The Countess of Wessex, born Sophie Rhys Jones, is the wife of Prince Edward, Earl of Wessex. They were married in 1999, and they have two children together. Unlike her two sisters-in-law, Sophie became a royal Countess and not a royal Duchess. The Earl of Wessex title had been created twice before in the 11th century and was created again for Prince Edward.1 The subsidiary title of Viscount Severn is currently held by their only son James.
At the time of their marriage, it was announced that any children they might have would be styled as the children of an Earl. Any daughters would be a Lady, while the eldest son would be Viscount Severn, and any subsequent sons would be styled as The Honourable. At the same time, it was announced that the Earl of Wessex would become Duke of Edinburgh when the title reverts to the Crown.2
The Duke of Edinburgh title has been created twice before. The first creation was in 1726 by King George I, who bestowed it on his grandson Frederick, who was also created Prince of Wales in 1729. Frederick predeceased his father, and it was his son who became King George III. Upon his death in 1751, the title passed to his son George. When George succeeded as King, the title merged with the Crown.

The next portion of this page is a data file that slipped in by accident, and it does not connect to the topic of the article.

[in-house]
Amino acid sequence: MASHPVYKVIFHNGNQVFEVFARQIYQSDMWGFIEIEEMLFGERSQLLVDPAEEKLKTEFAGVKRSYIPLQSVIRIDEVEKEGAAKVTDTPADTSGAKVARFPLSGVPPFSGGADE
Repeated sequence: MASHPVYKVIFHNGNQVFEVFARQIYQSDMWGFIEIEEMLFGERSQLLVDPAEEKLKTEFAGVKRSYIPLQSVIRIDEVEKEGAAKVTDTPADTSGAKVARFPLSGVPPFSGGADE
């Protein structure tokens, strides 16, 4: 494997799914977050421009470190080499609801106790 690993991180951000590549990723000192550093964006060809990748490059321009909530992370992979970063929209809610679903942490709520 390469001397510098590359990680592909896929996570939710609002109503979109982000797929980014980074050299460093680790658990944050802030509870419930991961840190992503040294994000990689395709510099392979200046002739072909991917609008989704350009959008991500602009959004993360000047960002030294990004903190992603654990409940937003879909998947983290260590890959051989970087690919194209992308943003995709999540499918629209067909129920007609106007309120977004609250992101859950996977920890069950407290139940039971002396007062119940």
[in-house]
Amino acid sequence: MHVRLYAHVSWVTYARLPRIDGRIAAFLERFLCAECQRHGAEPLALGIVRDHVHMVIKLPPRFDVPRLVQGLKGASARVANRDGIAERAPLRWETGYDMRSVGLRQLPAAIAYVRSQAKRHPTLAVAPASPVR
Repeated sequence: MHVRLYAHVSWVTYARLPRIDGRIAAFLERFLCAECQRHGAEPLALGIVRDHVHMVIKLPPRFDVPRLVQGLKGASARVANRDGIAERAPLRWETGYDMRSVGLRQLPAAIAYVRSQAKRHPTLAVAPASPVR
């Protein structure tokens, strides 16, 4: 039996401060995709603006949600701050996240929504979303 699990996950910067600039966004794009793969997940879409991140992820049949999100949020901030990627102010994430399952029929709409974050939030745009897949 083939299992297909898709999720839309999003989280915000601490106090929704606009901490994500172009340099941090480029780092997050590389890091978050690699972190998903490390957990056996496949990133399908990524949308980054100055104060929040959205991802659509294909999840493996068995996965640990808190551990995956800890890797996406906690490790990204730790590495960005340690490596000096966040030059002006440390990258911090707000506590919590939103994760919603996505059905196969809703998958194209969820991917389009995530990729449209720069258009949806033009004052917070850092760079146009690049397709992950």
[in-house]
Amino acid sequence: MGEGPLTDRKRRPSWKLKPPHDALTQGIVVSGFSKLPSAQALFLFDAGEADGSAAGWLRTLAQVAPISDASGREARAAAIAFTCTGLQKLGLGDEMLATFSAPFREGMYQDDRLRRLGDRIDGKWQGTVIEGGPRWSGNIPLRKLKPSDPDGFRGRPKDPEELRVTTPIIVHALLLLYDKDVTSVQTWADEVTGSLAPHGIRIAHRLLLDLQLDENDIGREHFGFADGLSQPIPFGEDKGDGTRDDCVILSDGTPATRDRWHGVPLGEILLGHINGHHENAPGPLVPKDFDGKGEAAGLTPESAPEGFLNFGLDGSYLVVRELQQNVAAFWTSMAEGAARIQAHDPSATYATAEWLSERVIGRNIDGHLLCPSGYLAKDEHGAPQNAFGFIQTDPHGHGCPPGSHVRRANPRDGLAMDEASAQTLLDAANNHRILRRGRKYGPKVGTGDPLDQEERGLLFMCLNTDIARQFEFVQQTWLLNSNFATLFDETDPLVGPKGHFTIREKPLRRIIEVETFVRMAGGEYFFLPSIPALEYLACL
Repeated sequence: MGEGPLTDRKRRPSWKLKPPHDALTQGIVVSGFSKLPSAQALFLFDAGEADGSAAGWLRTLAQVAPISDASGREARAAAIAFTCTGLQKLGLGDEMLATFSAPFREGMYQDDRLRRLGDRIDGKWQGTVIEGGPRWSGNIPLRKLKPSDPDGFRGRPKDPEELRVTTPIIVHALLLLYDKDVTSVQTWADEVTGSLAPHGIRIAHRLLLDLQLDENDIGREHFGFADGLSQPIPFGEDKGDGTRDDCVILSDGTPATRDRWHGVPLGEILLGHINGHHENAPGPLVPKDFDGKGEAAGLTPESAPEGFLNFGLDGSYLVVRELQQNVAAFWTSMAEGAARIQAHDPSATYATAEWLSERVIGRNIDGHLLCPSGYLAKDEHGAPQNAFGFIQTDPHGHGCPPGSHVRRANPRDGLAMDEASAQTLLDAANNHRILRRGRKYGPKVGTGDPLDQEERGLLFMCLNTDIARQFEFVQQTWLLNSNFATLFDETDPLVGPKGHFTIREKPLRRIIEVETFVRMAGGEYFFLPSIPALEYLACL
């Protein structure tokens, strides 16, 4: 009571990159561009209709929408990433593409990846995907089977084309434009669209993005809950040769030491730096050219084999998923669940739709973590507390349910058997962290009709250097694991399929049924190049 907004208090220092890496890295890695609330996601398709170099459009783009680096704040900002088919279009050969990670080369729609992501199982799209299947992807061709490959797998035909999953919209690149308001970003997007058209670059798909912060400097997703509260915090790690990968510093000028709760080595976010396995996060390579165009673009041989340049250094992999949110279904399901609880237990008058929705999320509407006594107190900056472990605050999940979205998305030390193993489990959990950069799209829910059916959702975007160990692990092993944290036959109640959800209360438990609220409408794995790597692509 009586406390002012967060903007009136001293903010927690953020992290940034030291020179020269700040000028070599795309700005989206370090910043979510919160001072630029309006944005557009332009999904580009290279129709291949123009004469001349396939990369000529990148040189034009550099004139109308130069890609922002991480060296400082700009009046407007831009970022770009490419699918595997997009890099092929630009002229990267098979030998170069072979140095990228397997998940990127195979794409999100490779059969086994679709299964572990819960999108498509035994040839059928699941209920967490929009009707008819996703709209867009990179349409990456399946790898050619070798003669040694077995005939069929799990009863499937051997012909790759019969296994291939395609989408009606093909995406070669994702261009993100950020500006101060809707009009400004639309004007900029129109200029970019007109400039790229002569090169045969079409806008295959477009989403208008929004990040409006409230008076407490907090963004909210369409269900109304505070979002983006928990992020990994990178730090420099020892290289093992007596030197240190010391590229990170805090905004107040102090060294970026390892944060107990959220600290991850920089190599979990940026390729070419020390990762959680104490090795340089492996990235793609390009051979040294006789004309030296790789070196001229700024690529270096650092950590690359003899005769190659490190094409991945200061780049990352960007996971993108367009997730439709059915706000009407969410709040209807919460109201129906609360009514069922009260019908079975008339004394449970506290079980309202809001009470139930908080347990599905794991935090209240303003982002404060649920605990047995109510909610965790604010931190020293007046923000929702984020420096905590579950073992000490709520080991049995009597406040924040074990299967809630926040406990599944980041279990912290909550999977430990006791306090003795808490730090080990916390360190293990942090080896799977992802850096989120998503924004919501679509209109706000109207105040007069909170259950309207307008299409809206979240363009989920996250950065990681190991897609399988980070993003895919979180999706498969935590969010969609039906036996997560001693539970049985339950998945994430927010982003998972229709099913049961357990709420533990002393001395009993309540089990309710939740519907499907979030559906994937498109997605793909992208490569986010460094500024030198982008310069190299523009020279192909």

The second creation took place in 1866 when Queen Victoria bestowed it on her second son Prince Alfred. Alfred’s only son predeceased him, and so the title became extinct upon Alfred’s death in 1900.
The third creation took place in 1947 by King George VI for Prince Philip and was inherited by his “heirs male lawfully begotten.”3 This meant that on Prince Philip’s death on 9 April 2021, his eldest son, Prince Charles, the Prince of Wales, became the new Duke of Edinburgh.4
With the accession of Charles as King Charles III on 8 September 2022, the Duke of Edinburgh title merged with the Crown. The new King is now free to create the title again for his brother – making Sophie Duchess of Edinburgh at last.
- London Gazette
- See here
- London Gazette
- “These peerages are hereditary and on the death of His Royal Highness have passed to his eldest son, HRH The Prince of Wales. In the event of the Prince of Wales or any subsequent holder of these titles succeeding to the Crown, these titles and all others held will merge with the Crown.“